Moderate price increases for travel products next year: Amex

22 December 2015

This article originally appeared here.

The American Express Global Business Travel Forecast 2016 (the “Forecast”), predicts air, hotel and ground transportation prices will see modest gains in 2016, as a slowly-improving global economy and stronger demand outpace increases in supply. 
Heading into 2016, airfare prices across the Asia Pacific region are expected to show moderate growth across both business and economy classes. Domestic economy fares are expected to see the strongest fare hikes within the region, despite competition from high-speed rail offerings in China and Japan. Additionally, China will also show a mild uptick in fares as demand, especially from the burgeoning middle class, keeps pace with capacity and carriers expand their long-haul networks. Fares should remain relatively stable in Singapore against a backdrop of increased competition and limited demand stemming from a slowing economy and tightening labour market.
“Broadly speaking, we are expecting modest increases in most airfare and hotel rate categories across Asia Pacific, reflecting a slight uptick in business confidence compared with this time last year”, said David Reimer, managing director, American Express Global Business Travel, Asia Pacific.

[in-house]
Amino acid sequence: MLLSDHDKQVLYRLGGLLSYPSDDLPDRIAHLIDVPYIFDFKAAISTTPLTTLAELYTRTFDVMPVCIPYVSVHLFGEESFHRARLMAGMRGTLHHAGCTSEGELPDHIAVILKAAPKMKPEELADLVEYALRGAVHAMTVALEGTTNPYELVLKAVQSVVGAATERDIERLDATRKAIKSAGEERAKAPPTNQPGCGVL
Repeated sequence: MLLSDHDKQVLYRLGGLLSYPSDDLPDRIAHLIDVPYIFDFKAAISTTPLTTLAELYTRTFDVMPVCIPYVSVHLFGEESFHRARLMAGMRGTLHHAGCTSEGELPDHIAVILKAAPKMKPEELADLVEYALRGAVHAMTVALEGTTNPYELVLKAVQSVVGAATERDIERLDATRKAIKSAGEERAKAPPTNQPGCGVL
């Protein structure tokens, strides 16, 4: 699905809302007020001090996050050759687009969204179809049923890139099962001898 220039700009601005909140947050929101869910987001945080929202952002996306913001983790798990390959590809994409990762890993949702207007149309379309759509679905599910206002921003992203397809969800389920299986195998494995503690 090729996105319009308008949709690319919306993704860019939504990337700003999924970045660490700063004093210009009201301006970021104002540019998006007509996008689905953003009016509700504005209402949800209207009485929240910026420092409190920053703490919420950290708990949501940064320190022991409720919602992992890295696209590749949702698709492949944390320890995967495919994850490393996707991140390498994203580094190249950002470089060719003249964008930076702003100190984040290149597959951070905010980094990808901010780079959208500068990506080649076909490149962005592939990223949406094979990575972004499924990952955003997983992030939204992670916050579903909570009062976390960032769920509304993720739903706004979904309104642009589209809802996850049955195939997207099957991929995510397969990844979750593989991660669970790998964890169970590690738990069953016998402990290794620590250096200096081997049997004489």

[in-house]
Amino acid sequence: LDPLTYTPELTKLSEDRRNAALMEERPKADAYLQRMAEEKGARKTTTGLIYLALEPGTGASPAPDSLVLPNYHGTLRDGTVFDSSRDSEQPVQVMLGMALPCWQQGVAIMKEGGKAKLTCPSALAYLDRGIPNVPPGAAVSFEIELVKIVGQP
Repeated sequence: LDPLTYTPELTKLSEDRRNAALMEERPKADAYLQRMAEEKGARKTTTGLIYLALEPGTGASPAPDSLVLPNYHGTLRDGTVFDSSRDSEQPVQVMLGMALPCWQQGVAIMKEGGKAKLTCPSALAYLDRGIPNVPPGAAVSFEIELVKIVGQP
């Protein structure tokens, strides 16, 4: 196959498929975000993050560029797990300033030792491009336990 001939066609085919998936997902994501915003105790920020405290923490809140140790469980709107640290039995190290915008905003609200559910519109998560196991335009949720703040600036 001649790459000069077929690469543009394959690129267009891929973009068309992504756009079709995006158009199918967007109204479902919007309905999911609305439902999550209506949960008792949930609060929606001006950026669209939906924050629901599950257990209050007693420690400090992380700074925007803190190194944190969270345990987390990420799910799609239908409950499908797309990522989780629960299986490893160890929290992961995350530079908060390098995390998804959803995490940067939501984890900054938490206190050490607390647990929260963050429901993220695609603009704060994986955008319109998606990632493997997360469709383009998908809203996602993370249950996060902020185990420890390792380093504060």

“While some countries around Asia are experiencing slower rates of economic growth than previous years – most notably China – companies continue to look abroad for opportunities and the demand for international business travel remains solid”.
Mid- and upper-range hotels in Asia Pacific are likely to experience moderate growth in 2016, although this varies significantly by country. While the anti-corruption campaign for government officials still impacts luxury hotels across China, the country continues to enjoy strong demand reflected in higher average daily rates and occupancy numbers. Favorable exchange rates and limited inventory is fueling substantial rate hikes in Sydney and Tokyo, while the end of the mining boom is having the opposite effect in the western half of Australia.
With the Singapore dollar gaining against the currencies of some of its largest tourism bases, including Japan, Thailand, Malaysia and Indonesia, corporate demand has dampened and tourist arrivals have fallen. These factors, paired with strong competition among hotels, have all contributed to a reduction in the average daily rate.